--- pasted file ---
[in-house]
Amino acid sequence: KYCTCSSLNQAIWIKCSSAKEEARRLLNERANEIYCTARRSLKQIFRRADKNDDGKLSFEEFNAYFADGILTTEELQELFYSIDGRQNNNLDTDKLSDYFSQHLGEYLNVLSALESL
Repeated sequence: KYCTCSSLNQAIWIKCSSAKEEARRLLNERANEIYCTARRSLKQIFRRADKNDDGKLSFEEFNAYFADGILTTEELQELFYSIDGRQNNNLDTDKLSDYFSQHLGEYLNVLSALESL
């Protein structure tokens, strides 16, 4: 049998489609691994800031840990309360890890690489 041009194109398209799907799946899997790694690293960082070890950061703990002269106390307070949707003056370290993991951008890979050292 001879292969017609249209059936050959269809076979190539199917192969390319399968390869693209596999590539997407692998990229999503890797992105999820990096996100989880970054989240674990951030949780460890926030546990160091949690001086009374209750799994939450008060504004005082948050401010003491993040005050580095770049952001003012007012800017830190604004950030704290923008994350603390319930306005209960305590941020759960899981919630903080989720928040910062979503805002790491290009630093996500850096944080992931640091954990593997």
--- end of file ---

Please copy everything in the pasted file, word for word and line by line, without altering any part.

[in-house]
Amino acid sequence: KYCTCSSLNQAIWIKCSSAKEEARRLLNERANEIYCTARRSLKQIFRRADKNDDGKLSFEEFNAYFADGILTTEELQELFYSIDGRQNNNLDTDKLSDYFSQHLGEYLNVLSALESL
Repeated sequence: KYCTCSSLNQAIWIKCSSAKEEARRLLNERANEIYCTARRSLKQIFRRADKNDDGKLSFEEFNAYFADGILTTEELQELFYSIDGRQNNNLDTDKLSDYFSQHLGEYLNVLSALESL
């Protein structure tokens, strides 16, 4: 049998489609691994800031840990309360890890690489 041009194109398209799907799946899997790694690293960082070890950061703990002269106390307070949707003056370290993991951008890979050292 001879292969017609249209059936050959269809076979190539199917192969390319399968390869693209596999590539997407692998990229999503890797992105999820990096996100989880970054989240674990951030949780460890926030546990160091949690001086009374209750799994939450008060504004005082948050401010003491993040005050580095770049952001003012007012800017830190604004950030704290923008994350603390319930306005209960305590941020759960899981919630903080989720928040910062979503805002790491290009630093996500850096944080992931640091954990593997």